One of my biggest goals last year was to buy myself a car. Four days into 2013 I did just that. I bought a Hyundai Tucson, which is perfect for the sometimes-snowy weather in the Pacific Northwest. It was the first time I picked a car out all by myself, so that was really cool. Another big goal was to finish writing my second book, which I managed to do just a few months into the year. Now I am working on a new book project that is unlike my other books, and I'm really excited about where it's going.

For 2014, here are some of the goals I have set for myself:

  • Be healthier by the end of 2014. Whether that means eating better, eating fast food less, choosing organic, exercising more - so be it. I don't just want to lose weight. I don't just want to be off of Diabetic medication. I want to be healthier all the way around. 
  • Finish two book projects
  • Visit my dad in South Carolina
  • Write more poetry - even if it is just one poem, it's something I love and want to do more often
  • Continue to grow at Barlean's
  • Be the best possible version of myself every day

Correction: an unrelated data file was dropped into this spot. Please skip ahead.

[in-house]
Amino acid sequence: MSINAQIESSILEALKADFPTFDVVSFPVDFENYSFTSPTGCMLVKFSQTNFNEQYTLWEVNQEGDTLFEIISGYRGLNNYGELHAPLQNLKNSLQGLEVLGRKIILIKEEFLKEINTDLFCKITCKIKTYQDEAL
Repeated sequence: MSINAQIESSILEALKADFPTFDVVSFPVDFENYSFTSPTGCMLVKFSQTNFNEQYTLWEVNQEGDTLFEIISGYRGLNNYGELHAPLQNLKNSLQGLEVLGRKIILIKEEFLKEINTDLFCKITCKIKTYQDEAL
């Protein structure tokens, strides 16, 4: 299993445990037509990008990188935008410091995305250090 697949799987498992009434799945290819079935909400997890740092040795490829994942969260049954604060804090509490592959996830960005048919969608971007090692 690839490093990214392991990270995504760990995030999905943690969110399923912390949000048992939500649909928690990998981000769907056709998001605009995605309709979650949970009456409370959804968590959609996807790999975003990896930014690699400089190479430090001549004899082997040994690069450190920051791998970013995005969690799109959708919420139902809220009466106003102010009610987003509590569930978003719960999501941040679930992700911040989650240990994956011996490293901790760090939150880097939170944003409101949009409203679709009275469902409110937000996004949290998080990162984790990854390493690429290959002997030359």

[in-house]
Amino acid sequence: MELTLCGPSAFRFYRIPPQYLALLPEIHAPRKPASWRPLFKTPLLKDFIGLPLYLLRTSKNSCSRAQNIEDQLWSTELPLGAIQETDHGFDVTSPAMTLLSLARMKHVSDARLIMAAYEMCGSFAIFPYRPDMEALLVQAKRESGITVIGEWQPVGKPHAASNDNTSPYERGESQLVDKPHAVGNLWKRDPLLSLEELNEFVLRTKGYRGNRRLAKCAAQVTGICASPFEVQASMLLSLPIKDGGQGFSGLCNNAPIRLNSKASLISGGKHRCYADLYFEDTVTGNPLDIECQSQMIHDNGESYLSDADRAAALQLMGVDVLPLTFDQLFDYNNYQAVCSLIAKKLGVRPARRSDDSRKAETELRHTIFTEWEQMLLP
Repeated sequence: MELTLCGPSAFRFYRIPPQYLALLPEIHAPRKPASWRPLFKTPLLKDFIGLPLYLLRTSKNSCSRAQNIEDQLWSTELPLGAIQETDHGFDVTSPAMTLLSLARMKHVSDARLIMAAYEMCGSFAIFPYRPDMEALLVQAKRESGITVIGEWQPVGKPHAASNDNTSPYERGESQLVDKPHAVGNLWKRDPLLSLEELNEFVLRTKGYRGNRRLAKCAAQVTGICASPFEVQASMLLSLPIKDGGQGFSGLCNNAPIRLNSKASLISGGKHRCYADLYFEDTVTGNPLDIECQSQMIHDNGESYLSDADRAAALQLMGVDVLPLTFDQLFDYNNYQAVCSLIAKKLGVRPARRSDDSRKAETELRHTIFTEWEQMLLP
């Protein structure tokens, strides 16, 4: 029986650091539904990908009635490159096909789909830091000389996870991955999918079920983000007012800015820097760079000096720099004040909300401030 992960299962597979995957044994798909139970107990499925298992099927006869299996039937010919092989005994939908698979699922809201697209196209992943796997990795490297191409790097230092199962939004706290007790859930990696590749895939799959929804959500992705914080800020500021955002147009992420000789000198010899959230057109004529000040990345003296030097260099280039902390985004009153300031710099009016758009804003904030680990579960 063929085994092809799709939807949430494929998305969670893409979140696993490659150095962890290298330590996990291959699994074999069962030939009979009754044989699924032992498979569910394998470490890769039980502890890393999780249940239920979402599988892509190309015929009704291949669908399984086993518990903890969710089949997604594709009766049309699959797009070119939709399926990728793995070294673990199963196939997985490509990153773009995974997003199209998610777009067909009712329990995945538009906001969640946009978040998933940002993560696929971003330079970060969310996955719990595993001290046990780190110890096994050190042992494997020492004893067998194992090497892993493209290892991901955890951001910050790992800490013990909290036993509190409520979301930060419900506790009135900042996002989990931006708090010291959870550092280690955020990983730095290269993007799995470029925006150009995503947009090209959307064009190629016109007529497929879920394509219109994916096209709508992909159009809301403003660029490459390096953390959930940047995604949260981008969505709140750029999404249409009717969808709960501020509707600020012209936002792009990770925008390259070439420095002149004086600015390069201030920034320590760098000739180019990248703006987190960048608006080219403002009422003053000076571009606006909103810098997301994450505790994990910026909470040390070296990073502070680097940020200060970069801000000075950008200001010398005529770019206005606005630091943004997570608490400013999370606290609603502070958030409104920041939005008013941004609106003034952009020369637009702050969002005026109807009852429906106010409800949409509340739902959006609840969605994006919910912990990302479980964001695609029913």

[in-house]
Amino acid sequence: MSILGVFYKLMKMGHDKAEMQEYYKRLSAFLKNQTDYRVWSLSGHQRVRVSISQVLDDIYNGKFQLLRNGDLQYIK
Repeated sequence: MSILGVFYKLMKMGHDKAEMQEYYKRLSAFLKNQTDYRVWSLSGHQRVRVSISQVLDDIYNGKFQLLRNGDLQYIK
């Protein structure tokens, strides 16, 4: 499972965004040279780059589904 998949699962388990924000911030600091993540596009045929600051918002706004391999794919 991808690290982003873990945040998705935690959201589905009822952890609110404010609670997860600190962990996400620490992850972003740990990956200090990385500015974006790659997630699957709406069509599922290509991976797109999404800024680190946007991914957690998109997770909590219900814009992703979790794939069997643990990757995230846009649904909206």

I can't wait for what 2014 has in store. I hope I am as fulfilled at the end of this year as I was last year. I wish you all the best in the coming months, and may you achieve all you set out to in 2014.

Wednesday, December 11, 2013

'Tis the Season

Since 2009, the holiday season has been a challenge for me. Regardless of my mother's Cancer diagnosis, I was not prepared for her death and especially verklempt when it came to living life without her. Christmas was my mother's most favorite holiday, and heading into December always leaves a bit of a knot in my throat. 

In many ways, the 2013 holiday season has proven no different. However, there are a couple of ways that I am choosing something different this year. First, I am choosing to honor my mother by giving to others. I don't just mean physical gifts, but also the gifts that have no price - listening to, comforting, cheering on, forgiving, supporting and loving others. I'm not a woman of financial means, but I do have endless emotional means to offer.